One of the companies looking to make a virtual reality splash in the upcoming election cycle is the Media Ventures Group – an online content provider with a number of different channels focusing on industries ranging from Entertainment to Politics. Last week the group announced Kosher.tv an advanced analytics platform for virtual reality. The setup uses a combination of eye tracking, biometric data, and EEG sensors within a virtual reality headset to track the participants as they watch a piece of content – with the idea being to see if they thought the content was “kosher.” Speaking with Kosher’s project lead, Gunnar Larson, we learned that “Kosher is consulting with political campaigns,” to score their content before it reaches a broader audience. Using analytics and biometric feedback in an immersive environment, Media Ventures is able to help direct the message to best fit and resonate with the intended audience.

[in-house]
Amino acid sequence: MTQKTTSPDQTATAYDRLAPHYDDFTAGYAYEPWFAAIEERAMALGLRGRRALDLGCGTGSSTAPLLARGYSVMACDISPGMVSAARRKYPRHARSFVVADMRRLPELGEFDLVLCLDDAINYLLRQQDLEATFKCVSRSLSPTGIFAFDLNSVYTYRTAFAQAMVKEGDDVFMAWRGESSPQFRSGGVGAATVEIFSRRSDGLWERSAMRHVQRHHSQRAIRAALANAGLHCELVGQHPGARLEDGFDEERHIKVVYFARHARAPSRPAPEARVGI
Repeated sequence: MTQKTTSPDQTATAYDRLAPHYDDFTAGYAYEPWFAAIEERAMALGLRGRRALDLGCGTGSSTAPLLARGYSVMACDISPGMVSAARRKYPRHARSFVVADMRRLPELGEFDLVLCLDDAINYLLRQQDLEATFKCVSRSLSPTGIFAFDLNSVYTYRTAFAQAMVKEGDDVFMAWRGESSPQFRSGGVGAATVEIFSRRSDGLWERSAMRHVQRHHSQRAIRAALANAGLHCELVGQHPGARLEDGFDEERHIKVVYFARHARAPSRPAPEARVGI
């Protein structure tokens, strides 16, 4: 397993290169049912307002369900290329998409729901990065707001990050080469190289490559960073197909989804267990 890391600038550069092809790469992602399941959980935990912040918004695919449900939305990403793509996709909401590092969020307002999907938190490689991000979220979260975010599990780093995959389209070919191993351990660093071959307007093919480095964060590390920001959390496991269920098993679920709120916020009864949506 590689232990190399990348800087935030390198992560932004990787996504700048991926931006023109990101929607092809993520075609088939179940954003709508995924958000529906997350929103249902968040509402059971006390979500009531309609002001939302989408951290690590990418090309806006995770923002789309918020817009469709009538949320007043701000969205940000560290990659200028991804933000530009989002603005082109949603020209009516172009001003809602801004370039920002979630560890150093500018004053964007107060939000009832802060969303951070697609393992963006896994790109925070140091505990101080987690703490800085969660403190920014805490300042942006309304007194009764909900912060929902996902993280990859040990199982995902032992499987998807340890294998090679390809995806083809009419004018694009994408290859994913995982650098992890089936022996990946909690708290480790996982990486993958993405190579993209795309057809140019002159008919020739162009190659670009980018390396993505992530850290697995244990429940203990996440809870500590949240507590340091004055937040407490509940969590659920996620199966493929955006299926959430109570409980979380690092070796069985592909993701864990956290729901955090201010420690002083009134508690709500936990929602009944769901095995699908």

But that is just part of the group’s plans for virtual reality during the Presidential election. Election.tv is another Media Ventures property which has been focused on curating and providing election content (debates, speeches, townhalls, etc.) since 2006. Currently the site has reverted to a splash page as the team prepares to bring it into the next generation with plans to stream all of the debates live in VR on the site. They also intend to integrate Kosher into the platform, albeit without the eye tracking and biometric data for home users. Larson says the rollout for both platforms, Election.tv and Kosher’s virtual reality analytics, will be “significant” and that we should begin seeing some of the content “later this summer.”
Advanced data collection through virtual reality could open big doors for campaigns in 2016, with the new data providing valuable insights into the constituency, but it may be only the start of virtual reality’s impact on the upcoming election, for better or worse.